Updates

Beginning at the End

June 26, 2017 BY danariely

Part of the CAH Startup Lab Experimenting in Business Series

By Rachael Meleney and Aline Holzwarth

Missteps in business are costly—they drain time, energy, and money. Of course, business leaders never start a project with the intention to fail—whether it’s implementing a new program, launching a new technology, or trying a new marketing campaign. Yet, new ventures are at risk of floundering if not properly approached—that is, making evidence-based decisions rather than relying on intuition.

Let’s say your company is in the business of connecting consumers to savings accounts, helping them save for retirement through your app. You need to decide how your product will achieve this. Let’s look at how an intuition-backed approach (Company A) compares to a research-backed approach (Company B) in this scenario:

Screen Shot 2017-06-17 at 11.43.54 AM

What if there was a way to more reliably ensure that business risks weren’t as prone to failure? As we see in the example above, the solution lies in well-planned experimentation.

If businesses can learn to identify concrete decisions needed to move new or existing projects forward, and set up experiments that directly inform those decisions, then much of the painful time, energy, and monetary costs of mistakes can be avoided. However, many business leaders and entrepreneurs are weary and unsure about how to leverage research to benefit their companies most effectively. Therefore, they rely (perhaps unknowingly) on riskier decision-making approaches.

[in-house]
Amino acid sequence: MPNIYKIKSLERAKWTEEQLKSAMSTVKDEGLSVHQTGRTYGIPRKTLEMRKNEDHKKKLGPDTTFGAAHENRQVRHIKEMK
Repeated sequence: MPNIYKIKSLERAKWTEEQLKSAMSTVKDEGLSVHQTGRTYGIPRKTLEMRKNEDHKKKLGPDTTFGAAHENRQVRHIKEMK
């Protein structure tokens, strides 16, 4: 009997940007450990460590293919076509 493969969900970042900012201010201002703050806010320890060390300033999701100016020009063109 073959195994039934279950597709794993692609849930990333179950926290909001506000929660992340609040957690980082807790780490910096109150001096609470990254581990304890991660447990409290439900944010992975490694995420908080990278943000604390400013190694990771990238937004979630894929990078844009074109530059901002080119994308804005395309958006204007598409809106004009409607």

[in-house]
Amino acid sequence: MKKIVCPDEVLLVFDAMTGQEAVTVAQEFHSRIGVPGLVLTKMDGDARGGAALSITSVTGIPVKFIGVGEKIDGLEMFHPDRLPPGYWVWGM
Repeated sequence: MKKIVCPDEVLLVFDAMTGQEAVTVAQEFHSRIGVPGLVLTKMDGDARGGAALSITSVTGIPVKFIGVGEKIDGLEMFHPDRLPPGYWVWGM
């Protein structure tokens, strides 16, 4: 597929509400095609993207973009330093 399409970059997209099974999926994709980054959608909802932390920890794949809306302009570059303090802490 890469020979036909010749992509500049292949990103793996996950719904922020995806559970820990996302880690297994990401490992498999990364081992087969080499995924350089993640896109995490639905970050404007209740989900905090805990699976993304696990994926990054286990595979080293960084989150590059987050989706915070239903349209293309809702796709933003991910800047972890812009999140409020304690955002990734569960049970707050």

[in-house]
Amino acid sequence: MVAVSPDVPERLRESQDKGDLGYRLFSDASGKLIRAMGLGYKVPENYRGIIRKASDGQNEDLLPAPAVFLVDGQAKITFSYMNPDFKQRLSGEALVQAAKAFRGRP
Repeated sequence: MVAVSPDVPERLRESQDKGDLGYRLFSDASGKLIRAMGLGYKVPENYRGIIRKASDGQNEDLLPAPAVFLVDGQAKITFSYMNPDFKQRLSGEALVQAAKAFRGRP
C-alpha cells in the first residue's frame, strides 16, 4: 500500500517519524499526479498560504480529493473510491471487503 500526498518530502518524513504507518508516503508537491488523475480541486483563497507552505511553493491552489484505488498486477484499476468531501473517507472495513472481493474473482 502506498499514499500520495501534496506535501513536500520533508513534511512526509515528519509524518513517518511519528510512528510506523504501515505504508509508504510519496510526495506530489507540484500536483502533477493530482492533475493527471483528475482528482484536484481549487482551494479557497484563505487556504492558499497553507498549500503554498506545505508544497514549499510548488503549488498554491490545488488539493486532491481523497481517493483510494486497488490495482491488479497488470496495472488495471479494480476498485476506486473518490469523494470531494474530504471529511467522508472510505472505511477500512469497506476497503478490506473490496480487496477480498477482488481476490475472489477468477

As social scientists at Dan Ariely’s Center for Advanced Hindsight at Duke University, we’re in the business of human behavior and decision-making. We see in our research the effects that our biases and environments have on our ability to make optimal decisions. In the high-risk environment of building a company, founders aren’t well-served by calling shots based on gut feelings or reasoning plagued by cognitive biases. (Don’t feel bad! We’re only human!)

The better route? Rigorous experimentation. Asking well-formed research questions, designing tests with isolated variables and control groups, randomizing users to groups, and using data to inform business decisions.

Adapting the Process: Making Experimental Results Actionable

At the Center for Advanced Hindsight’s Startup Lab (our academic incubator for health and finance technologies), our mission is to equip startups with the tools to make business decisions firmly grounded in research.

But the research process has to be more accessible to businesses. Entrepreneurs often come to us excited about research, but with little to no idea of what it takes to execute a rigorous experiment. There’s a lot of anguish, confusion, and hesitation about where to even begin.